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Award-winning British jazz critic Shipton calls Harry Nilsson “a songwriter’s songwriter.” Unlike most musicians, Nilsson never regularly toured and rarely performed in concert. Many of his songs were autobiographical, his way of exorcising perhaps the most painful episodes from his life, including his father’s abandoning the family when Nilsson was a boy and the gruesome death of his beloved cat. Shipton’s lovingly detailed biography of an often enigmatic figure chronicles the poverty of Nilsson’s childhood, his fledgling career as a singer-songwriter in Los Angeles, his bouts with fame, and his self-destructive behavior. His celebrity friendships are also explored, none more so than his complicated relationship with John Lennon. Shipton describes in detail the notorious incident that took place at the famous West Hollywood club, the Troubadour, in 1974, in which both men caused a drunken commotion. The murder of Lennon in 1980 had a profound impact on Nilsson; the notoriously private singer even campaigned for gun-control legislation. Nilsson fans will appreciate this long-awaited biography of an often neglected and underrated musician. --June Sawyers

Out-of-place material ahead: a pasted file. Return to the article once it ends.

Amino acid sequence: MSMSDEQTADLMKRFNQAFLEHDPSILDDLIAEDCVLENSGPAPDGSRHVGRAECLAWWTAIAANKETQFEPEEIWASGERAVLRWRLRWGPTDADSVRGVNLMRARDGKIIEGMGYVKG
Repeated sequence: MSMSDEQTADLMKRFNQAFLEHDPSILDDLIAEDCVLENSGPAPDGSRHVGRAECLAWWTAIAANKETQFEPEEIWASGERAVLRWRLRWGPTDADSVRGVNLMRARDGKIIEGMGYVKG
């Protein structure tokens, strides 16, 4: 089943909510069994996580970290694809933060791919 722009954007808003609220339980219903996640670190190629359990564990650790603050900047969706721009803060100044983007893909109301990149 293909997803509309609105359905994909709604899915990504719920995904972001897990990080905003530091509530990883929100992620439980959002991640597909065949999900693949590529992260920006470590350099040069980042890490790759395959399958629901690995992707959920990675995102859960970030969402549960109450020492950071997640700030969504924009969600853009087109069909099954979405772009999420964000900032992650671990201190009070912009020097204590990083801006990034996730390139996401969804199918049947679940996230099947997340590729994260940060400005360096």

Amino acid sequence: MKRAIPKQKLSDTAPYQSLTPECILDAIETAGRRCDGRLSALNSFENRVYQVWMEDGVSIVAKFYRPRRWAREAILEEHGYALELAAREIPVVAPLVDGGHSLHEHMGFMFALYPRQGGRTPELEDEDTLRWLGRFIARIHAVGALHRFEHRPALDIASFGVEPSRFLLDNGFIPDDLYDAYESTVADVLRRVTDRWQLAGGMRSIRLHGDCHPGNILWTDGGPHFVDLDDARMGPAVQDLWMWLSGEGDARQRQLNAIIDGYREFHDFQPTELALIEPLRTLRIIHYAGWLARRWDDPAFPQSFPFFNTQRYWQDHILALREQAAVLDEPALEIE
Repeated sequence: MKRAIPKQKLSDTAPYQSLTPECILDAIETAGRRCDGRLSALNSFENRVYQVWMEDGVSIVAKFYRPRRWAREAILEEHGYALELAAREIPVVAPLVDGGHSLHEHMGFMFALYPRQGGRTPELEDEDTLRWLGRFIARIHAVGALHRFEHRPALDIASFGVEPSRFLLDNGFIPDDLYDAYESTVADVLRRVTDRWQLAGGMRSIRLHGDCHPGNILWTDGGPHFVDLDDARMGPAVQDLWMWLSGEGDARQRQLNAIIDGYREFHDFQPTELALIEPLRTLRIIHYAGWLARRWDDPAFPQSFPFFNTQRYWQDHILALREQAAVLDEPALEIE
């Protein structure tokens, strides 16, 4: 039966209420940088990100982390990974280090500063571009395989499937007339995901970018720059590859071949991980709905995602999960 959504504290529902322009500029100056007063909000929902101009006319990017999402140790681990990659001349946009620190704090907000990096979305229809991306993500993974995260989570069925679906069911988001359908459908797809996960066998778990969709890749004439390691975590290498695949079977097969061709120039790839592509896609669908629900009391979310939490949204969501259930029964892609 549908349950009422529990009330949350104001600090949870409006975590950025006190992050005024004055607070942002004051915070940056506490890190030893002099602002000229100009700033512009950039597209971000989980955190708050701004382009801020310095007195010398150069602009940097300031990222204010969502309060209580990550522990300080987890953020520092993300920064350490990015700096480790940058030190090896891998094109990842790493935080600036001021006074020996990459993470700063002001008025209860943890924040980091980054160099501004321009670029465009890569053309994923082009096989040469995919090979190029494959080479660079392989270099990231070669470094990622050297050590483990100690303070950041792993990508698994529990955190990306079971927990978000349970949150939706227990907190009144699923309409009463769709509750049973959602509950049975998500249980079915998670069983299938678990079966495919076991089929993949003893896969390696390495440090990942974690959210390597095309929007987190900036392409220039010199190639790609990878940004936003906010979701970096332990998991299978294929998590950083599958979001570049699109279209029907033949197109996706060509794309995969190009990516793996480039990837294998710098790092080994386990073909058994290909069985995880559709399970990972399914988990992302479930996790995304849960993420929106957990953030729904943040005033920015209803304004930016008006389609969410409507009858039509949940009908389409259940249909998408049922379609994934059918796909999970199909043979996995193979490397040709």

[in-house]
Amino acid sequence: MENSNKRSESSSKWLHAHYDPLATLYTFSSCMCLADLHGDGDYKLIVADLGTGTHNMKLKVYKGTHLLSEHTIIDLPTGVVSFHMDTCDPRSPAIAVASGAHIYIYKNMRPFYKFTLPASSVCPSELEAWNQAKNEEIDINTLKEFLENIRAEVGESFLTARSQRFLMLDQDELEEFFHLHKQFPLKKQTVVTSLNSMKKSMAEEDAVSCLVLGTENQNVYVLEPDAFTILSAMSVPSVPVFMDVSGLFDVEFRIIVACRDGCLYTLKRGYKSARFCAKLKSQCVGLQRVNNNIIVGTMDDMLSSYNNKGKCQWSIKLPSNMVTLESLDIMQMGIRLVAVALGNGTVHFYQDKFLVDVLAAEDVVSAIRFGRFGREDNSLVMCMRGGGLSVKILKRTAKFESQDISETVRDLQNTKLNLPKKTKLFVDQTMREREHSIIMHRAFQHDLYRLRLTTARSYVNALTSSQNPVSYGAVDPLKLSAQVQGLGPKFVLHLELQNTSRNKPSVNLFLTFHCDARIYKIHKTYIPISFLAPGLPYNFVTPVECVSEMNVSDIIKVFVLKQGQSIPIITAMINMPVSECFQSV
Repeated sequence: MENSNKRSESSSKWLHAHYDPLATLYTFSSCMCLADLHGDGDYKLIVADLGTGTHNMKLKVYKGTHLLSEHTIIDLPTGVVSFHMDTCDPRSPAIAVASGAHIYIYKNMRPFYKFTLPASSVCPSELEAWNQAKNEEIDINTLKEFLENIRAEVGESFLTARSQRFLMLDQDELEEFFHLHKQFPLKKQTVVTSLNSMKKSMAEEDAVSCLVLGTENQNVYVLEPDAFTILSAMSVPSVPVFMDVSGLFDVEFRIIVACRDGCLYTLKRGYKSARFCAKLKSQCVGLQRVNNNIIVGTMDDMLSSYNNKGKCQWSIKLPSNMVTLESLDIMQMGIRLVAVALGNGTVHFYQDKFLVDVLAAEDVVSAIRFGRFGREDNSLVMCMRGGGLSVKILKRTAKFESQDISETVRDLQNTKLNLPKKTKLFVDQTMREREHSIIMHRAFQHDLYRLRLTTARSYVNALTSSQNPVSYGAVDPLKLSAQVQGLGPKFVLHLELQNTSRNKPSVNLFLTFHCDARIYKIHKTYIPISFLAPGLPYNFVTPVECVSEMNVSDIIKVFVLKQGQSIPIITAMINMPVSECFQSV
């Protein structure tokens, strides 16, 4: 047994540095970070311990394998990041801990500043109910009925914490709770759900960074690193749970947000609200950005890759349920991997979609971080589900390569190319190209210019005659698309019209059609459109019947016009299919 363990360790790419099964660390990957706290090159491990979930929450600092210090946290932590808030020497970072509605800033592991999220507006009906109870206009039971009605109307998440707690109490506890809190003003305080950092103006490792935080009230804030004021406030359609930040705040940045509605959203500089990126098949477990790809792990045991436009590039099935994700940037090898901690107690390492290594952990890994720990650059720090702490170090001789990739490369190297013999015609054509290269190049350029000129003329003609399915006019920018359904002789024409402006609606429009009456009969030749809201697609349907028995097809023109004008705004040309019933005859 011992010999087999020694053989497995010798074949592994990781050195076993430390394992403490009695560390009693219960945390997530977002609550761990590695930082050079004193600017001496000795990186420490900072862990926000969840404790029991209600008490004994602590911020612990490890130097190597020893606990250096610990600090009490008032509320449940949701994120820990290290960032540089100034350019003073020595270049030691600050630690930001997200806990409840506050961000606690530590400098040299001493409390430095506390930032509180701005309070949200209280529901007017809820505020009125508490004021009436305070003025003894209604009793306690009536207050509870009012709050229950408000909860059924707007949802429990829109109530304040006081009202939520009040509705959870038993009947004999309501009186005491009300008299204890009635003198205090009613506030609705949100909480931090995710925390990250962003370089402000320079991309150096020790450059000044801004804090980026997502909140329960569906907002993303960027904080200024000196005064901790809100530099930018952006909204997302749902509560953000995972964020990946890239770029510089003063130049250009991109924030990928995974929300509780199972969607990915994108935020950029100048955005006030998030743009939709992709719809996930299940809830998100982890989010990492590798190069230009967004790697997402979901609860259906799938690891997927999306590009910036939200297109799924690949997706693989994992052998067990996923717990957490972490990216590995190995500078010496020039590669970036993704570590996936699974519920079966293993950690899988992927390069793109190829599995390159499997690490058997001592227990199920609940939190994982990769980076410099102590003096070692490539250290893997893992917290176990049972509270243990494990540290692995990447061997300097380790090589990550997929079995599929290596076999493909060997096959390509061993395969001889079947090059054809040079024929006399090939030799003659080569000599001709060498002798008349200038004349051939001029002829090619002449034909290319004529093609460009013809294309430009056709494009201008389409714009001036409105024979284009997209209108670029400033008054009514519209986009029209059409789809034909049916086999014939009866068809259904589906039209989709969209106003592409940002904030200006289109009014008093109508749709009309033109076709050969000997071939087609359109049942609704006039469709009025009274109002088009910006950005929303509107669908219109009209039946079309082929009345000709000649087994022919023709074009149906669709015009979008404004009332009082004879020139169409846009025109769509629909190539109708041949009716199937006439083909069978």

"Shipton... balances Nilsson's tragic story with exacting analysis of his talents and similarly detailed accounts of bacchanalian exploits with ex-Beatles and other bons vivants." --Rolling Stone
Half way through the book but am finding the stories interesting, both known and unknown to me. My synopsis of his life was that he was a haunted person with his father leaving... Read morePublished 2 months ago by Lester
I watched the movie about him, and I really wanted to know what happened to his family after he died. I hoped this book would tell me. Read morePublished 2 months ago by K. Pelletier
This is a very good biography on one of the most talented, yet largely either forgotten or misunderstood singer-songwriters this country ever produced. Read morePublished 3 months ago by Elio Lopez
An extremely detailed story of the life and music of Harry Nilsson. Having known Harry, albeit not that well, I could particularly relate to his time spent in London and I remember... Read morePublished 3 months ago by Alan Neville
There has always seemed something tragic about Harry Nilsson. Incredibly talented and frequently self-destructive, he produced some of the most memorable music of the 1970s but... Read morePublished 6 months ago by Christopher Hartley
I'm a fan of Harry Nilsson. I don't know much about the technical aspects of music, but I still enjoyed the book. Read morePublished 7 months ago by LLarsen
I and a big Harry fan and the although not too much new information for me I still nonetheless enjoyed the read enormously!Published 9 months ago by SgtPepper